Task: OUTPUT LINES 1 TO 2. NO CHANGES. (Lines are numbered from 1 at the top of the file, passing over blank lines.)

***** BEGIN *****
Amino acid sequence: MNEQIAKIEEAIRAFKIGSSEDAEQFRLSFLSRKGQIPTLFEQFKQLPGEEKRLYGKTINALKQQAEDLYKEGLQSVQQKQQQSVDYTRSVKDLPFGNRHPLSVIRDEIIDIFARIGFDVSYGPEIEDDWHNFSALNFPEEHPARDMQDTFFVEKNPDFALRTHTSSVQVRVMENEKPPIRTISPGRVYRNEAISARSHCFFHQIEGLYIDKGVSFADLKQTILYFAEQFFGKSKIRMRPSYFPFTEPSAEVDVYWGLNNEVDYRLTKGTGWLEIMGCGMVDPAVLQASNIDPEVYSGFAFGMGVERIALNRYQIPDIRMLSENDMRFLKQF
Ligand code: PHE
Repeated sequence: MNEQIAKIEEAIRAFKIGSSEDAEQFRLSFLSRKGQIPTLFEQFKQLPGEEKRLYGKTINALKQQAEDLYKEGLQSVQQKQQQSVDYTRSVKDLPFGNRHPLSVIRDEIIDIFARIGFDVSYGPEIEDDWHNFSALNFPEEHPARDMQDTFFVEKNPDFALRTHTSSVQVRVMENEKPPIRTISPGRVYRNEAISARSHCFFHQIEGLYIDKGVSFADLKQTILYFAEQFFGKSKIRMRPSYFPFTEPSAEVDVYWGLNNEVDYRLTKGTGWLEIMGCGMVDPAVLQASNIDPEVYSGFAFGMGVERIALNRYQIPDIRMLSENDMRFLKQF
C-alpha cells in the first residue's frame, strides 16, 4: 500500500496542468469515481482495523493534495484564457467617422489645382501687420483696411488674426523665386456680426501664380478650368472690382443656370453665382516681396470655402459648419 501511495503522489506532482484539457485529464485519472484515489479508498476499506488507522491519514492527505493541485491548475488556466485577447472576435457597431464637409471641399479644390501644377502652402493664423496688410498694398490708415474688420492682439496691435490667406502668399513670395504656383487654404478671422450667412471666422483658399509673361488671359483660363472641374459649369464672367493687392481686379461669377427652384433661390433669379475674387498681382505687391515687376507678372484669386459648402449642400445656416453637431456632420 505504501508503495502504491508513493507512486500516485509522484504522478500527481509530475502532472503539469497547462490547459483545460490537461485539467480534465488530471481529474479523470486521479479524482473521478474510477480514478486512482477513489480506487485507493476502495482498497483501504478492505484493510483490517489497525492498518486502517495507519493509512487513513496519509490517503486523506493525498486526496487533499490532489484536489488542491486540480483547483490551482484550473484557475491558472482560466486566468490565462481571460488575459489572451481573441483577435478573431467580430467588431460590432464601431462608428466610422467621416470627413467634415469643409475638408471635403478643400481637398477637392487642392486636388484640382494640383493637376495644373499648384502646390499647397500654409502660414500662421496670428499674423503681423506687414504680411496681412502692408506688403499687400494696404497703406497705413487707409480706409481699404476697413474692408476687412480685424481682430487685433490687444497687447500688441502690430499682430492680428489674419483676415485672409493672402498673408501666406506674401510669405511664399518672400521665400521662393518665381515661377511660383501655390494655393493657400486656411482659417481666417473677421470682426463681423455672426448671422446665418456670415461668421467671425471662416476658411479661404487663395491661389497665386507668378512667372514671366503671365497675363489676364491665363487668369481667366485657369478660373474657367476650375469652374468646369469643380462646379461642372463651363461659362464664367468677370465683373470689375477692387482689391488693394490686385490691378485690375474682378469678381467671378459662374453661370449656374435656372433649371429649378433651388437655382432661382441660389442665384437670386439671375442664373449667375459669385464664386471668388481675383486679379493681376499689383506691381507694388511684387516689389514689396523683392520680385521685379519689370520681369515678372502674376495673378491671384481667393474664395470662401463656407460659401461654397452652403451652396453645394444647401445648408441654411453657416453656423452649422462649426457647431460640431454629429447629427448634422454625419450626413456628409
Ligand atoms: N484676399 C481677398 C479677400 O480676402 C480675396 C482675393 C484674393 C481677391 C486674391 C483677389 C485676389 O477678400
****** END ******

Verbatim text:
Amino acid sequence: MNEQIAKIEEAIRAFKIGSSEDAEQFRLSFLSRKGQIPTLFEQFKQLPGEEKRLYGKTINALKQQAEDLYKEGLQSVQQKQQQSVDYTRSVKDLPFGNRHPLSVIRDEIIDIFARIGFDVSYGPEIEDDWHNFSALNFPEEHPARDMQDTFFVEKNPDFALRTHTSSVQVRVMENEKPPIRTISPGRVYRNEAISARSHCFFHQIEGLYIDKGVSFADLKQTILYFAEQFFGKSKIRMRPSYFPFTEPSAEVDVYWGLNNEVDYRLTKGTGWLEIMGCGMVDPAVLQASNIDPEVYSGFAFGMGVERIALNRYQIPDIRMLSENDMRFLKQF
Ligand code: PHE